Speak Up for Safety Using ARCC

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By Dr. Tom Caven, Vice President Medical Affairs, Medical Director, UMC Brackenridge

As one of our HRO safety behaviors, "ARCC" is part of our commitment to 200 percent accountability – for the safety of our patients, peers and ourselves. Through ARCC, any associate or medical staff member can adopt a questioning attitude. That means you can speak up about any safety concern regardless of your position within Seton.

What Is ARCC?

  • Ask a question to gently prompt the other person of a potential safety issue.
  • Request a change to make the person fully aware of the risk.
  • Voice a concern if the person is resistant.
  • Finally, use the chain of command if the concern is disregarded.

Here’s an example from daily clinical life:

A physician is preparing to walk into a contact isolation patient’s room without protective equipment. A physician colleague is nearby and observes the situation:

  • First the physician might ask a question: “Do I need to remind you that room is an isolation room?”
  • If no response, next the physician might request a change: “This is an isolation room, please gown and glove.”
  • If still no response, the physician might voice a concern: “I am concerned that by entering the room without protective equipment you may spread infection.”
  • Finally, the physician might go up the chain of command and speak to the chief of staff or site VPMA.

As we move into the phase of actually using high-reliability organization tools such as ARCC, some new issues are becoming apparent. At some point, when one provider voices a concern or asks a question, the other provider may agree with the concern as raised, or may not agree with the concern. When this occurs, the clinician being questioned should ideally discuss the particular reasons for the decision in the first place. In this way, a questioning attitude tool such as ARCC increases communication both in clarity and detail among caregivers. This can only be a good thing for the safe care of our patients.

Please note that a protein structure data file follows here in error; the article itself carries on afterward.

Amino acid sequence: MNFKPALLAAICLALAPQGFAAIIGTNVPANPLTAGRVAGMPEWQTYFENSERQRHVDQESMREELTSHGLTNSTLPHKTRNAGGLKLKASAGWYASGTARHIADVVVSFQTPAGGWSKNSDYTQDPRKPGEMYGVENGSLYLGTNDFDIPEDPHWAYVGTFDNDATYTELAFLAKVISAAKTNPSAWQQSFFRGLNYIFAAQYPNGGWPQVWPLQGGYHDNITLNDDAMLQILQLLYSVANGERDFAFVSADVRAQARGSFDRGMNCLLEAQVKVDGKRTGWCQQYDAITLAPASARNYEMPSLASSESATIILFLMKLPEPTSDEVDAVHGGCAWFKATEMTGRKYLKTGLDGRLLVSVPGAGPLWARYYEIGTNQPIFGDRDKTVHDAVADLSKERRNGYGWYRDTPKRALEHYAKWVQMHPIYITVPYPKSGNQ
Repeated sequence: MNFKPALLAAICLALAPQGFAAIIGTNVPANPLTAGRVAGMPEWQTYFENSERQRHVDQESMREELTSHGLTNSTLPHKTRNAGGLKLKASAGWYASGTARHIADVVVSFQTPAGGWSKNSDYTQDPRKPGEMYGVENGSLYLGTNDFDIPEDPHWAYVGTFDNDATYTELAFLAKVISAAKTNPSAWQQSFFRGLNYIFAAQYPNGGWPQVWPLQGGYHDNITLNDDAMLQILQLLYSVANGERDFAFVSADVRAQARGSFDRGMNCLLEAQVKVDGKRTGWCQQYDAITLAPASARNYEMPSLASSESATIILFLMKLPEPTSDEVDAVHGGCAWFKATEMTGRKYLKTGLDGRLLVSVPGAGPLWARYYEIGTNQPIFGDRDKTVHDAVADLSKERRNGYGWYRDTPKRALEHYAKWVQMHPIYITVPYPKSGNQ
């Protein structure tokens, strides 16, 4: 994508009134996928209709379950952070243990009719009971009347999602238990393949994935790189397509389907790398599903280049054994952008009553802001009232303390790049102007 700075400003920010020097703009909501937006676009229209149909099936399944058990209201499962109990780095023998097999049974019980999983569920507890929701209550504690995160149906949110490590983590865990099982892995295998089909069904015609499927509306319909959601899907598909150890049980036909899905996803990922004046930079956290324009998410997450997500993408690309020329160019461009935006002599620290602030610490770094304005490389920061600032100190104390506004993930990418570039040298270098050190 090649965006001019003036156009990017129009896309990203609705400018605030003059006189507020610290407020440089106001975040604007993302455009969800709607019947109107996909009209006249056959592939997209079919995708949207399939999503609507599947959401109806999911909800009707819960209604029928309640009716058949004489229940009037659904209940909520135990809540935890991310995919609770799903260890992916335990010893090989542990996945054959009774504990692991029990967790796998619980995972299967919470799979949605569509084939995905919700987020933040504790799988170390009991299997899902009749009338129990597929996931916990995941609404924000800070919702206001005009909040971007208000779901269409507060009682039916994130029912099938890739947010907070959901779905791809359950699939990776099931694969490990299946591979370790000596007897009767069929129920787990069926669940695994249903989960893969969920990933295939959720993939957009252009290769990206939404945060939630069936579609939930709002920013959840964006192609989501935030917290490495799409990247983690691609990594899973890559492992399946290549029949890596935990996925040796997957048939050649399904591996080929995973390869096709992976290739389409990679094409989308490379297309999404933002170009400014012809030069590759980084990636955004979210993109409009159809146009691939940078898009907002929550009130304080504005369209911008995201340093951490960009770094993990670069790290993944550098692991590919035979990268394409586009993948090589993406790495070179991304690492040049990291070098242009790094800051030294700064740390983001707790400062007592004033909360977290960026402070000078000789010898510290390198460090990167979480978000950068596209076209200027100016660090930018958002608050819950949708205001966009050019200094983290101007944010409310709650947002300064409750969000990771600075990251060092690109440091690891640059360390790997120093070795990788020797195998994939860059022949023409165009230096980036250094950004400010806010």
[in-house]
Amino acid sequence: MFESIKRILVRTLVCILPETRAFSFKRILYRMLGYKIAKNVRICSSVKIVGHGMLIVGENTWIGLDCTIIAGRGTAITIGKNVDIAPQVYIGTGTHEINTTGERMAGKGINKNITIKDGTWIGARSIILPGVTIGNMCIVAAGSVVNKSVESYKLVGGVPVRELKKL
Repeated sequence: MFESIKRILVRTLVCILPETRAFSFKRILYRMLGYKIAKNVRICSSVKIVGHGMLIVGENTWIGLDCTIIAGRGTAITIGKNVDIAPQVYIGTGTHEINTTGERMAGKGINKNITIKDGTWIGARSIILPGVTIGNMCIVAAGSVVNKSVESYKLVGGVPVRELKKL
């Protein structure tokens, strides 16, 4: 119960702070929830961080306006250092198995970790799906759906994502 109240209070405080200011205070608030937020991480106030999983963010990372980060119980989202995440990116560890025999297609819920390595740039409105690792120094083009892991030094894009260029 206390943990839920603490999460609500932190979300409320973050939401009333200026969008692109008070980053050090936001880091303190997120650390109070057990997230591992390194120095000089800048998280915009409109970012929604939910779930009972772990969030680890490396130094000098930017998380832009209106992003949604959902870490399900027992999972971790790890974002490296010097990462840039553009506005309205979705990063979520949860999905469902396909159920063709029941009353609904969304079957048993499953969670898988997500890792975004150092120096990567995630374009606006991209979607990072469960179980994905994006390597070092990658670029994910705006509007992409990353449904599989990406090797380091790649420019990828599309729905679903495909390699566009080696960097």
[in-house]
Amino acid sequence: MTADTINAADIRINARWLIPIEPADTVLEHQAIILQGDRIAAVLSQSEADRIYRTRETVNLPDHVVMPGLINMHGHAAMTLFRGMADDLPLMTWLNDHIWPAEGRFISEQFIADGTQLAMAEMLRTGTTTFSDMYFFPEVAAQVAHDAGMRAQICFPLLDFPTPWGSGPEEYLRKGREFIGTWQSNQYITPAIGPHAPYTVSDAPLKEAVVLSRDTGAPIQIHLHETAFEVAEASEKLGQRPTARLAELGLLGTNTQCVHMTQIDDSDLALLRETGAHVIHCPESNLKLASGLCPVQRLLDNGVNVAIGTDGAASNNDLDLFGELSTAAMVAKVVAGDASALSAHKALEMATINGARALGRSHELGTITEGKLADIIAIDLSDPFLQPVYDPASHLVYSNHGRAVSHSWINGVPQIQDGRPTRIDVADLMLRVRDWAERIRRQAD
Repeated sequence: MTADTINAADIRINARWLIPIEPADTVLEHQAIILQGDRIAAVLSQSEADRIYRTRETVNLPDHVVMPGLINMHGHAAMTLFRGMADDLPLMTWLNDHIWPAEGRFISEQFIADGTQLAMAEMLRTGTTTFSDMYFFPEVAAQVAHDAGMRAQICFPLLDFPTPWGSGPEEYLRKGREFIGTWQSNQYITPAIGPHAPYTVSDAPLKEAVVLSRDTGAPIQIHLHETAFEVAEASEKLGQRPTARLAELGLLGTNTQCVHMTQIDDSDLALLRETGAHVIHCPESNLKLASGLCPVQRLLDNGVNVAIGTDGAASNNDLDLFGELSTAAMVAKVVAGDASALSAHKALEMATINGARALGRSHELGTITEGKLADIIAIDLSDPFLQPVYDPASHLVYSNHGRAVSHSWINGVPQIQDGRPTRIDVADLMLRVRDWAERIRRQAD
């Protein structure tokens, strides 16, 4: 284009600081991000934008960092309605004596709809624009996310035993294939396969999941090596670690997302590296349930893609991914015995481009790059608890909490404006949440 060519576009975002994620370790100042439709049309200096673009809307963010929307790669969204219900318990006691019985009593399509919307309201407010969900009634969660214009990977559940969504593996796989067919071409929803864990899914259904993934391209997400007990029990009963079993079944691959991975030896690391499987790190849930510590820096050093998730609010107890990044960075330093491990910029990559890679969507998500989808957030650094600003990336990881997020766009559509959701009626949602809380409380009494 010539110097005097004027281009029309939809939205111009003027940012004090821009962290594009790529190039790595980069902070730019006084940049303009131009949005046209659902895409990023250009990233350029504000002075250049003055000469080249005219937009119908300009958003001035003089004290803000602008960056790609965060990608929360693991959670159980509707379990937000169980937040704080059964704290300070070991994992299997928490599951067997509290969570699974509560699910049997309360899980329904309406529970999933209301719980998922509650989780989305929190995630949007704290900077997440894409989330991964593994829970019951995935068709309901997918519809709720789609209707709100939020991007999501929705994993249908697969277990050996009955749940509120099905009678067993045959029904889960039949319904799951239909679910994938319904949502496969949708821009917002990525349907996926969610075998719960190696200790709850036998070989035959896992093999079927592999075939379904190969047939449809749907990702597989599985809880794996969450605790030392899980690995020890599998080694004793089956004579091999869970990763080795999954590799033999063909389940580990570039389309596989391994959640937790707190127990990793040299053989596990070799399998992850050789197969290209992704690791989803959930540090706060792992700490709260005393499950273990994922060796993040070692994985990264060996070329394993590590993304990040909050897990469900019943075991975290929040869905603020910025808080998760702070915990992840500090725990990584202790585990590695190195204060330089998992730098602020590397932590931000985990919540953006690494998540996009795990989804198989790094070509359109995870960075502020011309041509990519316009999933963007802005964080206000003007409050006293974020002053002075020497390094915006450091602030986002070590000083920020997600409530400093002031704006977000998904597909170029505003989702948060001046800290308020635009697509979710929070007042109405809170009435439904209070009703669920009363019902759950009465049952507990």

In short, ARCC and other tools like it depend on physicians, nurses and other personnel having a more questioning attitude than in the past. This creates not only the opportunity. but also the expectation that caregivers will question and speak up if they have misgivings about a plan of treatment. At the same time, physicians and other caregivers must be willing to accept a questioning attitude as a means to improving patient safety and not view it as an affront to their decision-making and authority.

Clearly, as we move beyond the first rudimentary stages of use of ARCC, we are encountering real-world examples of the way it actually plays out. This calls for changes in the actual role of caregivers at all levels of the organization. In final analysis, however, it will mean greater accountability and greater safety for the patients we serve.

Some Reminders

  • Start with the lightest touch. Ask a non-judgmental question.
  • Respond with “thank you” when someone draws your attention to a potential safety concern.